SFC12: Blood Simple.

The time is yet again upon us to delve back into the Summer Film Challenge 2012: Apocalypse Edition.  This time around, I will be looking at a film which launched the career’s of two of cinema’s greatest today.  One that is hilarious yet intense, dark and yet hopeful – one that is so poignant that they had to put a period at the end of the title. I am speaking, of course, about the Coen Brother’s first hit:  Blood Simple.

First, a brief summary (with copious unnecessary sass):  Some chick who’s with this one guy has an affair with one of his workers.  The first guy sets up a hit on her and the other guy but the hitman has other plans. Money and love corrupt and, as is usual for Coen Bros films, everything heads straight for the midwest outhouse in this intense neo-noir thriller – Blood Simple..

What was really interesting to me about this film is that it felt like the pre-cursor/prequel to Fargo. Francis MacDormand lives a life slightly on the other side of the law and through the course of the film, finds the strength she needs to move to Minnesota and become a tough as nails cop.  The tone was similar, the intensity of the thriller elements, the viciousness of the violence – all of it felt like the rough, unhewn granite building blocks that were later crafted into the cinematic “Statue of David” that is Fargo.

Let me explain that a bit further.  First and foremost, I thought the acting was good for the most part. Both Julian (Hedaya) and Visser (Walsh) came off as very stereotyped characters.  Much like what Ryan said about gangsters in Ghost Dog, I felt the direction for Hedaya had to have been “Give your best tough gangster impression,” which ultimately didn’t work that well for me.  Walsh’s character annoyed me at first because of the overly blunt Texas stereotypes he protrayed, but as the film wore on I felt he earned my respect, particularly in the final scene.  What really worked well for me was the psychosis of Ray (John Getz) and the sly innocence that MacDormand brought as Abby.  They both played off of each other very well and I found my favorite scenes to be those between the two of them.

Blood Simple. is a very typical Coen Bros film in that it contains excellent cinematic aesthetics, witty dialogue that respects the audience’s intelligence, and a midwest setting. 🙂  One of my favorite moments is when Abby says something to Ray that Julian hinted at earlier and instead of giving that beat a “LOOK AT ME!!!!” feel, Joel (who directed this film) lets that moment simply slip into your consciousness enough for you to catch it and then moves on.  The subtlety is brilliant and the noir-esque visuals enhance that feeling beautifully.

However, as I said earlier, it did have several problems (or perhaps “stylistic decisions”) that irked me and reminded me that this is the first Coen film rather than the most recent.  For example, early in the film Ray is speaking to Abby on a pay-phone somewhere that is implied to be far from the city.  Yet, the shot cuts from him still speaking to her on the phone to him stroking her hair, which plays as a jump cut.  Little things such as allowing him to hang up the phone or having his hand enter the next frame would have helped me connect the dots, and with a 99 minute runtime they certainly could have achieved either or both these ends.  Also, I personally am bothered whenever a film fades to black because it reminds me that I am watching a film, and Blood Simple. felt the need to do this extremely often.  I don’t mind it as much when it is transitioning from night to day, so there were a few justified times, but it felt overused and became a hinderance to my fully enjoying the film.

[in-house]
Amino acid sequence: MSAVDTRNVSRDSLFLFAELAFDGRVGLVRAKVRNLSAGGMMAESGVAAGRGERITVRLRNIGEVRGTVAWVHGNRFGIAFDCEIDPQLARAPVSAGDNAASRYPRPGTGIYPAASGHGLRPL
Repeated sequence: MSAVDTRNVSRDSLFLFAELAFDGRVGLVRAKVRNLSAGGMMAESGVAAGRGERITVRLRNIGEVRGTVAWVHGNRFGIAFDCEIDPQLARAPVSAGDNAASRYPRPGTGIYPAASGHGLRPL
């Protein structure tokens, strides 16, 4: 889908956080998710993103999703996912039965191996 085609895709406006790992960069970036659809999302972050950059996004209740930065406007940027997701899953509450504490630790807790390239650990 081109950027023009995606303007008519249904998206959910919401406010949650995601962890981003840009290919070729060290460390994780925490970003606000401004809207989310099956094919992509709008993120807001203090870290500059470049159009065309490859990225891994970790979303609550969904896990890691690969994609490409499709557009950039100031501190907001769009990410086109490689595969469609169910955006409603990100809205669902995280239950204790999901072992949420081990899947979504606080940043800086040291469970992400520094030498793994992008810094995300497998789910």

Overall, though, I would say that I did rather enjoy the film.  It was darkly engaging and had me riveted for most of the time.  As I said, it contains the now standard level of visual quality one has come to expect from a Coen film and the writing was indeed very good.  It was just some of the minor storytelling elements and cinematic polishing that kept this film from realizing its true potential.  The “punchline” at the end is great and I was on the edge of my seat for the last 20 minutes with bated breath.  If you are a fan of the Coen Bros or just a lover of Noir stylings, Blood Simple. is an excellent punctuation in the genre and a whole mess of fun.  Period.

Rating:  7//10

Boom!  Another review done and I am well on my way to finishing this Film Challenge.  Ryan and I shared some words on the subject of this film which I think you will enjoy, as well as speaking about his….disinclinations towards Resident Evil.  Check those out in the Podcast below!

By the time this review goes live I should have completed the entire Summer Film Challenge, but I still have a few more reviews to go.  Soon, I will be publishing the last review for the Classics portion of the SFC12 and I can say that you really don’t want to miss this.  In fact you might want to fasten your seatbelts – it’s going to be a bumpy review!  So, join me again next time for my review of the 1950 classic All About Eve.